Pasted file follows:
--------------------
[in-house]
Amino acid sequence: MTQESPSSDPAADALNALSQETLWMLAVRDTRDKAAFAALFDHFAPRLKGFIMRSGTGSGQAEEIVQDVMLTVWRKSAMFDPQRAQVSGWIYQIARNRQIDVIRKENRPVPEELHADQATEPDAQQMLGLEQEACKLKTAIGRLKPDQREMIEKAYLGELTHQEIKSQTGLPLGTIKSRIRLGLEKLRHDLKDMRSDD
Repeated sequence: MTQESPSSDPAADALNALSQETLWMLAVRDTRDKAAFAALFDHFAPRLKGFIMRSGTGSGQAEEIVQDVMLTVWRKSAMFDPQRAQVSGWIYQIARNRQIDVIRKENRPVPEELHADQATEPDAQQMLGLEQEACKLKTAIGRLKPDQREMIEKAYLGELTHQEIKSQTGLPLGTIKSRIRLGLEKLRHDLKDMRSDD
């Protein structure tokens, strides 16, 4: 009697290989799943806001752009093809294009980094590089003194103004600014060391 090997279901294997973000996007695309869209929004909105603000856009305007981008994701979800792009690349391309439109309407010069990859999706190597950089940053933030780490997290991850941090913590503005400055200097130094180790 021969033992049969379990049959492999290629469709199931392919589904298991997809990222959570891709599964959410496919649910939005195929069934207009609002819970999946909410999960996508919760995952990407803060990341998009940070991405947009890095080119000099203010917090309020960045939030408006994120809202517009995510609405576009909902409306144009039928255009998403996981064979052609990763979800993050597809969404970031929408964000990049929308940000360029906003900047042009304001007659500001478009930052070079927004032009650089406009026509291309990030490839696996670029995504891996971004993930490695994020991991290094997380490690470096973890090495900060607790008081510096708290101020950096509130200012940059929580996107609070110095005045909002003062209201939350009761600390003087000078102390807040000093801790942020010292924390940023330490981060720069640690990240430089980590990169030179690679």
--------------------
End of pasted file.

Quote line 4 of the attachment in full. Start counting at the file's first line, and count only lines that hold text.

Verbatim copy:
């Protein structure tokens, strides 16, 4: 009697290989799943806001752009093809294009980094590089003194103004600014060391 090997279901294997973000996007695309869209929004909105603000856009305007981008994701979800792009690349391309439109309407010069990859999706190597950089940053933030780490997290991850941090913590503005400055200097130094180790 021969033992049969379990049959492999290629469709199931392919589904298991997809990222959570891709599964959410496919649910939005195929069934207009609002819970999946909410999960996508919760995952990407803060990341998009940070991405947009890095080119000099203010917090309020960045939030408006994120809202517009995510609405576009909902409306144009039928255009998403996981064979052609990763979800993050597809969404970031929408964000990049929308940000360029906003900047042009304001007659500001478009930052070079927004032009650089406009026509291309990030490839696996670029995504891996971004993930490695994020991991290094997380490690470096973890090495900060607790008081510096708290101020950096509130200012940059929580996107609070110095005045909002003062209201939350009761600390003087000078102390807040000093801790942020010292924390940023330490981060720069640690990240430089980590990169030179690679």